Mexico is a further step into the lasers and dry ice, informed by the body and the mind, dirty dance floors and bedroom action. The first words sung on robust opener “Obnoxiously Sexual” sum this up; “When you woke up, you didn’t know that I would steal you from your girlfriend”. Parping horns, disco strings and insistent beats drive the track, the resolution of this unplanned tryst coming in the shape of the lines “For sake of simplicity, let’s keep this between you and me”. It’s salacious stuff, with a driving offbeat bassline that’s impossible to resist. 

Elsewhere, progressive vocal house music on “Another Life”, sung by female member Earth, sits naturally with the propulsive trance influences of “Airwaves”. These are explicit nods to mid-nineties dance music, texturally lush, particularly referencing the work of German trance label Superstition, but produced by Birgir Þórarinsson in such a way that it’s in no way pastiche. There’s a communal ambience on show here; using three vocalists gives it a mixtape aesthetic, the music feeling like a bulging bag of pick and mix. 

The sorrowful violins, r n b tinged vocals and glitch beats of “God Application” comes from the same place as SBTRKT, “This Is Not The First Time” shows off Daniel Ágúst’s appealing, Donna Summer-like breathy groans over opulent soaring synths, and lead single “Crossfade” - a gripping highlight - is pieced together with sizzling hi-hats, a backroom electronic throb and further ecstatic vocals from Ágúst. Using the dangerous tactic of referencing DJ terminology as a metaphor for falling in love, something which tends to go horribly wrong (see “DJ” by Saint Etienne or “Heads Above” by WhoMadeWho for examples), GusGus come up with 21st century poetry: “Do you remember the day, when we started to crossfade, our melodies laid, harmonious soundscapes / into each other” for a kind of romanticism you can’t ‘sync’.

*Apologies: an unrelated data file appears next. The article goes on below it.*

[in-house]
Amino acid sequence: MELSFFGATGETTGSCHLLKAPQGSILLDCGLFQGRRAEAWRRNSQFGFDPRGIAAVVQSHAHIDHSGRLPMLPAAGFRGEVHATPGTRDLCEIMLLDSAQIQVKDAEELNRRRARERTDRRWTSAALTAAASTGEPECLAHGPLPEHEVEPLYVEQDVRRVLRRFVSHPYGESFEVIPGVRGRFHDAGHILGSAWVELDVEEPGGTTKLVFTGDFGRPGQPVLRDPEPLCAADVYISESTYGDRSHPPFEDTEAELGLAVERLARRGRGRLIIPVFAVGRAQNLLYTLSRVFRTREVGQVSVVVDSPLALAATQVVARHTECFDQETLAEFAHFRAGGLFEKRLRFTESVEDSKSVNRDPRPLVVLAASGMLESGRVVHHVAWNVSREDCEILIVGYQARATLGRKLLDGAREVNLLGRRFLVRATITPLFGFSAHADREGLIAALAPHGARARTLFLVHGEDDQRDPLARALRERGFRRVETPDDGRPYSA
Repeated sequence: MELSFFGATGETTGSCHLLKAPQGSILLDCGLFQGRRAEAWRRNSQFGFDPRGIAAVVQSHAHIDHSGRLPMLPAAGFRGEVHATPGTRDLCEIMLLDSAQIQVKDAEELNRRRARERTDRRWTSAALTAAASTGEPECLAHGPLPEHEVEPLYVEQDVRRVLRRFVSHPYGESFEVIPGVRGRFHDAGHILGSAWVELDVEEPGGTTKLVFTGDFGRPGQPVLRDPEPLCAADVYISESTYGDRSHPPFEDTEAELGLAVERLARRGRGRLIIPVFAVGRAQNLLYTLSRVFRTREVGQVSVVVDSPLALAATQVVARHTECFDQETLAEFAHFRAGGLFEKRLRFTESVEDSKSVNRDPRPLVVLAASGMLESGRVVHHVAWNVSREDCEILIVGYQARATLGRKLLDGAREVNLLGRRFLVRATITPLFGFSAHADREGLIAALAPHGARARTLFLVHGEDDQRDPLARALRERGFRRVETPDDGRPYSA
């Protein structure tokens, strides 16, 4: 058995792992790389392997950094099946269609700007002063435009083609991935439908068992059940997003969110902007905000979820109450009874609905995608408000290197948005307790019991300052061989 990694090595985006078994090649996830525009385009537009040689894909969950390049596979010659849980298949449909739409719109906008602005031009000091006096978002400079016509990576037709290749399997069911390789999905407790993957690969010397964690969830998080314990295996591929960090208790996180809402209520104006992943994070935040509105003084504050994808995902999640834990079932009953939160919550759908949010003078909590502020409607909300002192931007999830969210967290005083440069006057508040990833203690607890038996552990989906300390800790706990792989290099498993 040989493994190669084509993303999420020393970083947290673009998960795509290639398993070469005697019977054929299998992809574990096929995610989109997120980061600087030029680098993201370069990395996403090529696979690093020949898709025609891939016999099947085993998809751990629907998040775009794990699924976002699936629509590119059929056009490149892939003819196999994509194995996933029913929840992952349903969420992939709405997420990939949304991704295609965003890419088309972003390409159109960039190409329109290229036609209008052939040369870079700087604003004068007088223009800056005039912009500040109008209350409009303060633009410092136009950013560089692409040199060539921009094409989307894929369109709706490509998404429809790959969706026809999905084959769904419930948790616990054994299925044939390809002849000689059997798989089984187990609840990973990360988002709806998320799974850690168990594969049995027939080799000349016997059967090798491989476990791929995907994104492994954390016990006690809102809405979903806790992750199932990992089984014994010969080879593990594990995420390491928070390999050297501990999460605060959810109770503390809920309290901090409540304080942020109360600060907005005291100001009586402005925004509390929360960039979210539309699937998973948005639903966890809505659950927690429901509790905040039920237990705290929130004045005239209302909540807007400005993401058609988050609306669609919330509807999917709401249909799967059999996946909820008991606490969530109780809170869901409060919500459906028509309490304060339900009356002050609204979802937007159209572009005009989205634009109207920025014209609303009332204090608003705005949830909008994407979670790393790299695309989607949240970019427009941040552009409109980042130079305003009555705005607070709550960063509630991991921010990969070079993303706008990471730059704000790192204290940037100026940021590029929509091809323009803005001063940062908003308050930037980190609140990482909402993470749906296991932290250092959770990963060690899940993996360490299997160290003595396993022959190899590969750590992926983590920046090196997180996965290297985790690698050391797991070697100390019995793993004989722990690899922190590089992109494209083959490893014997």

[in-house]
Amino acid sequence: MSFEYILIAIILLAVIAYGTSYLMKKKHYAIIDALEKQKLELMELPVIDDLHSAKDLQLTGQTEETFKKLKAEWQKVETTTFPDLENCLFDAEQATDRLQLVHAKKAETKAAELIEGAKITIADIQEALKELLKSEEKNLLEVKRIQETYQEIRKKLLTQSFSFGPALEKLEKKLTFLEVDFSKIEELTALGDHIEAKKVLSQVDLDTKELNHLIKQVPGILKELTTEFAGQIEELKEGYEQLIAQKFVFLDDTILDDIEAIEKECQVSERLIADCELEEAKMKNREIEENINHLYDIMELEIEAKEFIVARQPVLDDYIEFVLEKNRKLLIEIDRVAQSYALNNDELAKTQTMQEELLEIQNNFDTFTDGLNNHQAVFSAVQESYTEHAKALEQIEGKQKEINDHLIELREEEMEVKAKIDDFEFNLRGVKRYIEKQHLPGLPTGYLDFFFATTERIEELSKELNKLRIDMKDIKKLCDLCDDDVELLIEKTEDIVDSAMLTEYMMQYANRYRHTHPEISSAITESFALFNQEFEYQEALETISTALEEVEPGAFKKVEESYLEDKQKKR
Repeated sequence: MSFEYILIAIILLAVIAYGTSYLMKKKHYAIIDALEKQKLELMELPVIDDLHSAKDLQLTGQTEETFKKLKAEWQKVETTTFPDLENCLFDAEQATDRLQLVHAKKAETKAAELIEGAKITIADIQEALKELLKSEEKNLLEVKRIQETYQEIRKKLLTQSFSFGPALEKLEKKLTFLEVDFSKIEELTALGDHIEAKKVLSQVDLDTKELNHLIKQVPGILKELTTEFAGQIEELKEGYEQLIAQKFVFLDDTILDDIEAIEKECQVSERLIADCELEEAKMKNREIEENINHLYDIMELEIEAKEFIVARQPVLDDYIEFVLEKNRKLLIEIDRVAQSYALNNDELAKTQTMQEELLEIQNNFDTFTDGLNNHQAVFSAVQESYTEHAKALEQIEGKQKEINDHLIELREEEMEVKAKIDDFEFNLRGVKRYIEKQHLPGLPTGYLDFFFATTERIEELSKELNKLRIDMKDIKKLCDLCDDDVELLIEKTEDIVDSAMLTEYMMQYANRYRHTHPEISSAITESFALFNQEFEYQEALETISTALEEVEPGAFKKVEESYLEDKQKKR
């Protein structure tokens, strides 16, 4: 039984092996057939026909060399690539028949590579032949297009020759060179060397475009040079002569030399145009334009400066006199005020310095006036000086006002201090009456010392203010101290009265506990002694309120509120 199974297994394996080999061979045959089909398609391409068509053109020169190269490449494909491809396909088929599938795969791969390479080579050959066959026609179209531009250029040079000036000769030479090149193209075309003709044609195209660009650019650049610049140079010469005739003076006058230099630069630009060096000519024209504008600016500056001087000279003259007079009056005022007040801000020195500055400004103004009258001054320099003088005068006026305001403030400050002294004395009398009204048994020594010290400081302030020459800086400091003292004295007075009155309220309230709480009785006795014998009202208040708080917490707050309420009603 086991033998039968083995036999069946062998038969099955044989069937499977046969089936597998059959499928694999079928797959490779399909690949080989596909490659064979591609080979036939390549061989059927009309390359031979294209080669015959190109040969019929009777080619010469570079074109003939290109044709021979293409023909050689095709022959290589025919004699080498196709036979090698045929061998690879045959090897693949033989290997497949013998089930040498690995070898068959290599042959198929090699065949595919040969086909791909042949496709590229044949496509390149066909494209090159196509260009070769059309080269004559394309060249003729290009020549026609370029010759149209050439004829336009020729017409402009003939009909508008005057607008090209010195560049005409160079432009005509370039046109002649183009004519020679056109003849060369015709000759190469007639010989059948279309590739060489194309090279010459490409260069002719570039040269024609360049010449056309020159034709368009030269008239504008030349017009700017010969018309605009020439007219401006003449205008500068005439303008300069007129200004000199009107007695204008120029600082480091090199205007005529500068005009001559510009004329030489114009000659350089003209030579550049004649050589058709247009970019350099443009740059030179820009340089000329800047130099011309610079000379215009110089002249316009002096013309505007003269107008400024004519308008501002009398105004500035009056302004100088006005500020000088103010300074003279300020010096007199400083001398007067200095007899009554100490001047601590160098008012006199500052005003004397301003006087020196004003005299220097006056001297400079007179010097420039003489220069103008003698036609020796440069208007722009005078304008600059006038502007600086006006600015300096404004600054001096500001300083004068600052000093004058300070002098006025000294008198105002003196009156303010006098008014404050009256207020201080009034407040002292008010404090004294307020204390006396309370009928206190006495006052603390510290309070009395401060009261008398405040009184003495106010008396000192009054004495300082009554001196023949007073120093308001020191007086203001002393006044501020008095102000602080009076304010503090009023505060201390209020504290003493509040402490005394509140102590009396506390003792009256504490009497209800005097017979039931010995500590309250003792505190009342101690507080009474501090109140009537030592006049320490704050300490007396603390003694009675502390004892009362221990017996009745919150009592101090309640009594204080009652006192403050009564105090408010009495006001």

It becomes clear that John Grant - who recorded last year’s Pale Green Ghosts in Reykjavík with Birgir Þórarinsson on production - wanted to make his own GusGus album. You can hear it in his electronic-led numbers such as the title track, “Black Belt” and “Sensitive New Age Guy”, and Mexico makes for a more than able bedfellow. It’s equally as rich, succinct, and sleek: “totally fucking Mexico”.